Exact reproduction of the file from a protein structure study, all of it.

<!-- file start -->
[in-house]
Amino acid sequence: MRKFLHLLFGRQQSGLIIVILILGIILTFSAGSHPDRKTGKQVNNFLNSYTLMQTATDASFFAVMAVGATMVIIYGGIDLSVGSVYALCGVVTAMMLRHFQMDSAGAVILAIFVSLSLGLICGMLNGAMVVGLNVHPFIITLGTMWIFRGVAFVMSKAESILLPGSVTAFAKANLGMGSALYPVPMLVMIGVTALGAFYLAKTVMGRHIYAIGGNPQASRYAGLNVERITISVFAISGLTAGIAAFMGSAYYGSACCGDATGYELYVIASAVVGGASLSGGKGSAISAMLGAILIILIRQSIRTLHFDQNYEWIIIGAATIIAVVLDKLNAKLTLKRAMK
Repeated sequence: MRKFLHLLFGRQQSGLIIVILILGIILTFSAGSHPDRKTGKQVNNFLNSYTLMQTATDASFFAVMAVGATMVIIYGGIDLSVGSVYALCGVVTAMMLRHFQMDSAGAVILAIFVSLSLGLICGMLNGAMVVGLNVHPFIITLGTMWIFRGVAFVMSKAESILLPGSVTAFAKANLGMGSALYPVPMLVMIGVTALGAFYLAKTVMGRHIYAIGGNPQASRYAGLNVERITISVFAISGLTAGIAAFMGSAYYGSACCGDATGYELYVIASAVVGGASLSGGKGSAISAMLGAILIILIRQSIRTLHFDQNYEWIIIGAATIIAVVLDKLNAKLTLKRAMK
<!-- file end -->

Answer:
[in-house]
Amino acid sequence: MRKFLHLLFGRQQSGLIIVILILGIILTFSAGSHPDRKTGKQVNNFLNSYTLMQTATDASFFAVMAVGATMVIIYGGIDLSVGSVYALCGVVTAMMLRHFQMDSAGAVILAIFVSLSLGLICGMLNGAMVVGLNVHPFIITLGTMWIFRGVAFVMSKAESILLPGSVTAFAKANLGMGSALYPVPMLVMIGVTALGAFYLAKTVMGRHIYAIGGNPQASRYAGLNVERITISVFAISGLTAGIAAFMGSAYYGSACCGDATGYELYVIASAVVGGASLSGGKGSAISAMLGAILIILIRQSIRTLHFDQNYEWIIIGAATIIAVVLDKLNAKLTLKRAMK
Repeated sequence: MRKFLHLLFGRQQSGLIIVILILGIILTFSAGSHPDRKTGKQVNNFLNSYTLMQTATDASFFAVMAVGATMVIIYGGIDLSVGSVYALCGVVTAMMLRHFQMDSAGAVILAIFVSLSLGLICGMLNGAMVVGLNVHPFIITLGTMWIFRGVAFVMSKAESILLPGSVTAFAKANLGMGSALYPVPMLVMIGVTALGAFYLAKTVMGRHIYAIGGNPQASRYAGLNVERITISVFAISGLTAGIAAFMGSAYYGSACCGDATGYELYVIASAVVGGASLSGGKGSAISAMLGAILIILIRQSIRTLHFDQNYEWIIIGAATIIAVVLDKLNAKLTLKRAMK